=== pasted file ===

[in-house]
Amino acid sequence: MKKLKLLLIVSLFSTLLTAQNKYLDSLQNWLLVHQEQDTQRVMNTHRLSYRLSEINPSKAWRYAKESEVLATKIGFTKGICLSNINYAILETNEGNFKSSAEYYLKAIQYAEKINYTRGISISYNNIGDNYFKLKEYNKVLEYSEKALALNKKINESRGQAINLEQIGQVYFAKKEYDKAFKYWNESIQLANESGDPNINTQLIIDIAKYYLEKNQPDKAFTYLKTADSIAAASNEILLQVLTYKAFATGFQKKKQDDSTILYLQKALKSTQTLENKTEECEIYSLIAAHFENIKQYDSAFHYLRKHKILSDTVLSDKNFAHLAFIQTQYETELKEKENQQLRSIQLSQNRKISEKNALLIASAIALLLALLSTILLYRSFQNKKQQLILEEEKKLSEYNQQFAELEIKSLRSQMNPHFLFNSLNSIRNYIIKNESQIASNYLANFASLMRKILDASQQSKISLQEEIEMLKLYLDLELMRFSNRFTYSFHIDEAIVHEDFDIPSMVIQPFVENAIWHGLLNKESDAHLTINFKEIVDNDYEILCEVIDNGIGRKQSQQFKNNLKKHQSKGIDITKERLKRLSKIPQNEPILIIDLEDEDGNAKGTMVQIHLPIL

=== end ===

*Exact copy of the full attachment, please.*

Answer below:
[in-house]
Amino acid sequence: MKKLKLLLIVSLFSTLLTAQNKYLDSLQNWLLVHQEQDTQRVMNTHRLSYRLSEINPSKAWRYAKESEVLATKIGFTKGICLSNINYAILETNEGNFKSSAEYYLKAIQYAEKINYTRGISISYNNIGDNYFKLKEYNKVLEYSEKALALNKKINESRGQAINLEQIGQVYFAKKEYDKAFKYWNESIQLANESGDPNINTQLIIDIAKYYLEKNQPDKAFTYLKTADSIAAASNEILLQVLTYKAFATGFQKKKQDDSTILYLQKALKSTQTLENKTEECEIYSLIAAHFENIKQYDSAFHYLRKHKILSDTVLSDKNFAHLAFIQTQYETELKEKENQQLRSIQLSQNRKISEKNALLIASAIALLLALLSTILLYRSFQNKKQQLILEEEKKLSEYNQQFAELEIKSLRSQMNPHFLFNSLNSIRNYIIKNESQIASNYLANFASLMRKILDASQQSKISLQEEIEMLKLYLDLELMRFSNRFTYSFHIDEAIVHEDFDIPSMVIQPFVENAIWHGLLNKESDAHLTINFKEIVDNDYEILCEVIDNGIGRKQSQQFKNNLKKHQSKGIDITKERLKRLSKIPQNEPILIIDLEDEDGNAKGTMVQIHLPIL